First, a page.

1. Anonymous12:04 pm

    Regardless of how these researchers gleaned their sample, the basic premise remains noble.It is interesting that critics of this latest research are keen to present various anomolies that fly in the face of the overwhelming evidence that the media is inherently biased. This is not just a numbers game; it is not simply a tally of how many older people are given screen time. It extends to how they are presented, the manner in which they are portrayed.

    I believe that all channels have an obligation to represent all corners of our population, and to do so in a respectful and responsible manner. Clearly, one does not have to conduct such a large scale survey to establish the fact that the media tends to favour younger actors/presenters. Aligned with ageism, there is the inherent sexism and homophobia which permeates our media. It is certainly not unusual to have our news read by an older male alongside a much younger female; our weather forecast to be delivered by either an older male so called "meteorologist/weather MAN" or else a younger, glamorous, "weather girl". How often is sex between older people celebrated, or at the least presented in a respectful way. Rather, adversely, it is derided and ridiculed, a source of humour for the younger viewer.

    Such blatant bias undoubtedly has adverse implications for viewers who often look to the media for guidance and acceptance. It appears that little has changed over the years and we are no more enlightened, sadly. Women are still considered the second sex, and older ones, unfortunuately are afforded and perceived to have even less value.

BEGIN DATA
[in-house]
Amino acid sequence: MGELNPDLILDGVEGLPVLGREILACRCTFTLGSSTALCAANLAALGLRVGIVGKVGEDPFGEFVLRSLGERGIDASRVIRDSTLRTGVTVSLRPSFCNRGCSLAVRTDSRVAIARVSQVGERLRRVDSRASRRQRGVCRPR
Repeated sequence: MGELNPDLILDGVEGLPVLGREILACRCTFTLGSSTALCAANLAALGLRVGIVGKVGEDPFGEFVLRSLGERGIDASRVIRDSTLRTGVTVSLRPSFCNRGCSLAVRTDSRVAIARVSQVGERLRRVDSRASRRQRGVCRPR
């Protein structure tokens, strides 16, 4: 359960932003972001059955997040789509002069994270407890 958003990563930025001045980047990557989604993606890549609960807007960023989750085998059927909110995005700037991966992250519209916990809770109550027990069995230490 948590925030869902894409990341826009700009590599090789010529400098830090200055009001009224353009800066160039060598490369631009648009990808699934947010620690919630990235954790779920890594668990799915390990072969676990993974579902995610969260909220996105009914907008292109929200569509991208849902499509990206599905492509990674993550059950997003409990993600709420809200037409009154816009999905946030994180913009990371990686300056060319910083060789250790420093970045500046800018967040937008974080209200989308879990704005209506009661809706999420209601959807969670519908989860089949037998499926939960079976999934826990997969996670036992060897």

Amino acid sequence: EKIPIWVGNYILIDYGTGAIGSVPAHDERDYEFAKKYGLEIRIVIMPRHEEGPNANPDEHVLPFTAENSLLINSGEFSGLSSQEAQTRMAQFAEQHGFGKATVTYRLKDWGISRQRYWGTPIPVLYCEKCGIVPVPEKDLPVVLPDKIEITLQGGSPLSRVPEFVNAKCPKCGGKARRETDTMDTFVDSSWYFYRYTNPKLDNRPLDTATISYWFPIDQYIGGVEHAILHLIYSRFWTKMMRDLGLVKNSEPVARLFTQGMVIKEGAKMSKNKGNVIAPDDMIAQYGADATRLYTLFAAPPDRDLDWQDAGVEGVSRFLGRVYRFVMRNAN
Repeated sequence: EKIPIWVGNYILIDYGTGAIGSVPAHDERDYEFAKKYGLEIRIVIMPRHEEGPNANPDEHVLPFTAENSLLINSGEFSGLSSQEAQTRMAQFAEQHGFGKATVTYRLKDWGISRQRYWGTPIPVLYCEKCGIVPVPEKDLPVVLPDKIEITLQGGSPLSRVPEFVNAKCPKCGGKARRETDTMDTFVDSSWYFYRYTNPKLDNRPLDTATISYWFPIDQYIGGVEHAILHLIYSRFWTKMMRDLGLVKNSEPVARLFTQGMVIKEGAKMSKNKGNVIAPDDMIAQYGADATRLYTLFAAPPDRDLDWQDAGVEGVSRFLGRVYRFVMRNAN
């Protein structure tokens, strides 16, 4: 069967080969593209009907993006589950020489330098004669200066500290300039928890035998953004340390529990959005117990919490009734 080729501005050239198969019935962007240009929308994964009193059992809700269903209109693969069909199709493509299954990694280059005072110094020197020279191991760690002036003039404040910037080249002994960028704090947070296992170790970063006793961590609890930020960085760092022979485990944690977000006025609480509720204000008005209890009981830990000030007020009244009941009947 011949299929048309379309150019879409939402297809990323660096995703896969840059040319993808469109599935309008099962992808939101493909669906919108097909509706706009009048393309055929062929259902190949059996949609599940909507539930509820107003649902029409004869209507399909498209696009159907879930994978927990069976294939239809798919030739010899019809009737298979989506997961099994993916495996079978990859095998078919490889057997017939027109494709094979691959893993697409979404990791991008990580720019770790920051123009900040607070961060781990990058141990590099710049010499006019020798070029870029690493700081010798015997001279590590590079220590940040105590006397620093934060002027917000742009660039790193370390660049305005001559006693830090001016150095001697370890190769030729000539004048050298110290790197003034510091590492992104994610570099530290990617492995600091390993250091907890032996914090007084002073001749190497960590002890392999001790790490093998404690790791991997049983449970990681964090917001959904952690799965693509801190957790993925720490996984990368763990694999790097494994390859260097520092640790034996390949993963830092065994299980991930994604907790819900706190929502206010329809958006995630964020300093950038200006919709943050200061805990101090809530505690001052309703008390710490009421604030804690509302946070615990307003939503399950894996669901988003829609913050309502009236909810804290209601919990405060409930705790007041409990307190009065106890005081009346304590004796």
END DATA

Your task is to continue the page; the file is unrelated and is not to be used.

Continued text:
I'm not sure anyone can rightly argue against the promotion of equality in our media. Concentrating on the possible flaws of the research only serves to distract from the validity of the argument for more representation of the population and a reduction in the negative implications of not doing so.

  2. Thank you for the comment.

    In the final paragraph I do say:

    "Whilst it's true that older presenters and actors can get a raw deal on television"

    Nothing of what you say is untrue, anonymous. But the thrust of my argument is that if you're going to back that up with research as Anchor are attempting to do, you have to make sure that the research isn't flawed or showing elements of bias which was my point.

    The way this is being reported is as "BBC fails again" even though the percentages suggest that commercial broadcasters are failing just as much and it doesn't take into account that BBC One shows on average three hours of children's programmes a day which is bound to effect the percentages.

    This research doesn't seem to extend to "how they are presented, the manner in which they are portrayed" because it doesn't include contributors and interviewees which are an important proportion of who appear on-screen and how an age group is presented.